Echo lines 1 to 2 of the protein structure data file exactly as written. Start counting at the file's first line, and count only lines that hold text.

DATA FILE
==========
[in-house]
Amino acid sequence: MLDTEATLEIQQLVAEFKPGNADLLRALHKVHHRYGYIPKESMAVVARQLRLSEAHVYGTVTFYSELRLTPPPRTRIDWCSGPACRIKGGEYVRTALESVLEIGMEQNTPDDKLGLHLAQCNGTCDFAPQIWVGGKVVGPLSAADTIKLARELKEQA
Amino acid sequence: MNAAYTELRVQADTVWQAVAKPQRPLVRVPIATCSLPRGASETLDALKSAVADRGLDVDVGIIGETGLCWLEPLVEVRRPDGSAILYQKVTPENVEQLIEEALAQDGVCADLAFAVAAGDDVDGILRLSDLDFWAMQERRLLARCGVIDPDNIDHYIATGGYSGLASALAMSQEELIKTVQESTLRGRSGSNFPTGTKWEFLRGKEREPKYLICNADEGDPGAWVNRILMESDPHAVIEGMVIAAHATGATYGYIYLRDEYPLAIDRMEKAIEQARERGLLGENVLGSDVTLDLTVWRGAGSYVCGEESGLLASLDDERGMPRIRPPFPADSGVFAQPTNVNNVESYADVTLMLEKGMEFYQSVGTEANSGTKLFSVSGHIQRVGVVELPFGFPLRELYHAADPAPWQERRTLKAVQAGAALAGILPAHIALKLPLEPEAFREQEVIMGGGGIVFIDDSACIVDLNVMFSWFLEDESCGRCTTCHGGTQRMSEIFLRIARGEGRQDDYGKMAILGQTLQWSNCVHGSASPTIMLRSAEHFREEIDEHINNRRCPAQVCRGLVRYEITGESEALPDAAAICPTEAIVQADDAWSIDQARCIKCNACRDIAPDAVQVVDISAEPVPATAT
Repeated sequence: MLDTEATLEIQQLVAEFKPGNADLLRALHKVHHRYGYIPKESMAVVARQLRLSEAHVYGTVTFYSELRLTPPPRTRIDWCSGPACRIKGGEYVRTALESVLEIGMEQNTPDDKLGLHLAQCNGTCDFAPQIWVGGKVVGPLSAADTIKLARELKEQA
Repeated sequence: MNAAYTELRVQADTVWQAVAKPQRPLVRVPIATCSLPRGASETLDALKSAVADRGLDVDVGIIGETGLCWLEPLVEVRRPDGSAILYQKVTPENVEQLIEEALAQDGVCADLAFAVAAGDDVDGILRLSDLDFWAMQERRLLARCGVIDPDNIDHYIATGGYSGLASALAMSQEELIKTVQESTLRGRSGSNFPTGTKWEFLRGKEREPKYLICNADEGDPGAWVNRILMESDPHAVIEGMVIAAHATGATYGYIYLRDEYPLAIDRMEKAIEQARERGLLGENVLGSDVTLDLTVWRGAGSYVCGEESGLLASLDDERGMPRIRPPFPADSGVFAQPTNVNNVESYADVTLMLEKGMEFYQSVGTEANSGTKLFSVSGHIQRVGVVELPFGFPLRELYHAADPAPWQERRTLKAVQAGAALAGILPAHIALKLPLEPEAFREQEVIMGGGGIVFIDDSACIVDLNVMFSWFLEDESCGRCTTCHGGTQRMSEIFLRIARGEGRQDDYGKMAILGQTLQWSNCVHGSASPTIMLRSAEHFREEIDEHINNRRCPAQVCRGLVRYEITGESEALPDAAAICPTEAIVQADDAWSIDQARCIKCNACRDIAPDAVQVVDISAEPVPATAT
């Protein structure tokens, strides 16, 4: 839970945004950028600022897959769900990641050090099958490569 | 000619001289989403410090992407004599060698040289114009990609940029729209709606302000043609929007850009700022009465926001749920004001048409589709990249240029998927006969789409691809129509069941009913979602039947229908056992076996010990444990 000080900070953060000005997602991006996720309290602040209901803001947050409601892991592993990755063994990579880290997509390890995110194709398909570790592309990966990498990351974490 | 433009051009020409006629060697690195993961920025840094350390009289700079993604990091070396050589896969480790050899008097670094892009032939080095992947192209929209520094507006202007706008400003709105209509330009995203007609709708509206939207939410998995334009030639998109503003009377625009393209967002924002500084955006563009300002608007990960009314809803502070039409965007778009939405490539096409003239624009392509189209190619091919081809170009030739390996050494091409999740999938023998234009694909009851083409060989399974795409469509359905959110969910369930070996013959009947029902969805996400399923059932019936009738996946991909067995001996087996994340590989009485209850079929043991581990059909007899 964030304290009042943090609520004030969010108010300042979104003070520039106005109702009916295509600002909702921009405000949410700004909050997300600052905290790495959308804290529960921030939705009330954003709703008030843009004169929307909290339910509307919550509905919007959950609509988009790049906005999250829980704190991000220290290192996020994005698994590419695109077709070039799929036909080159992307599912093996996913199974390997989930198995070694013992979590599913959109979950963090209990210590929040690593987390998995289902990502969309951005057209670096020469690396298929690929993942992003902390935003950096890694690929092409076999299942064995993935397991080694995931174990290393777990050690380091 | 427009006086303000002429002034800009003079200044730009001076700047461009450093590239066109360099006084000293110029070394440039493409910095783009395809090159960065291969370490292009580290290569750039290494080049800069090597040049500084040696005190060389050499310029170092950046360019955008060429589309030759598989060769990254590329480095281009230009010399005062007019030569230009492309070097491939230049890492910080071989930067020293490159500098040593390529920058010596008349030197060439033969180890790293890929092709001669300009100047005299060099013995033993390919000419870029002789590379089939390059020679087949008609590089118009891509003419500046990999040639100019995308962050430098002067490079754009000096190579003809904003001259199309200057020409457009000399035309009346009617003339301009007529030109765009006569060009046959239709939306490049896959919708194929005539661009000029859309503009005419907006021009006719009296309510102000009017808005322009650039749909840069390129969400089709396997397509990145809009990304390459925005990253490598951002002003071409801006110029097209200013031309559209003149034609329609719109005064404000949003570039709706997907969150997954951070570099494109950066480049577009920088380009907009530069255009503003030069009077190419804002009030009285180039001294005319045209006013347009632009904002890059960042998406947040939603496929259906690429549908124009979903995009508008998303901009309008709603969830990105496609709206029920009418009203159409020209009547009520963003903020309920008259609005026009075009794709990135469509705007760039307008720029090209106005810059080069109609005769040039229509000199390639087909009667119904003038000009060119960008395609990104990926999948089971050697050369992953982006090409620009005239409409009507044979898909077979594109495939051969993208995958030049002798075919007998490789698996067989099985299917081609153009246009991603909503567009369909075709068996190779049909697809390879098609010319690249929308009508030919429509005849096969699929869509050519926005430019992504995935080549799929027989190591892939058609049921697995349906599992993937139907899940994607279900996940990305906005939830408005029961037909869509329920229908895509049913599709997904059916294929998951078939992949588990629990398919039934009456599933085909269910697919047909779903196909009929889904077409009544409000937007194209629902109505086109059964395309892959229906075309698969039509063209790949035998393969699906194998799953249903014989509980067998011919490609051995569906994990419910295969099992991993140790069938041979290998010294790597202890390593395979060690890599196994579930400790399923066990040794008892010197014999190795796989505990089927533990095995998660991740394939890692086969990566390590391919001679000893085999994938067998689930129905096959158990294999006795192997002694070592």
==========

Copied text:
[in-house]
Amino acid sequence: MLDTEATLEIQQLVAEFKPGNADLLRALHKVHHRYGYIPKESMAVVARQLRLSEAHVYGTVTFYSELRLTPPPRTRIDWCSGPACRIKGGEYVRTALESVLEIGMEQNTPDDKLGLHLAQCNGTCDFAPQIWVGGKVVGPLSAADTIKLARELKEQA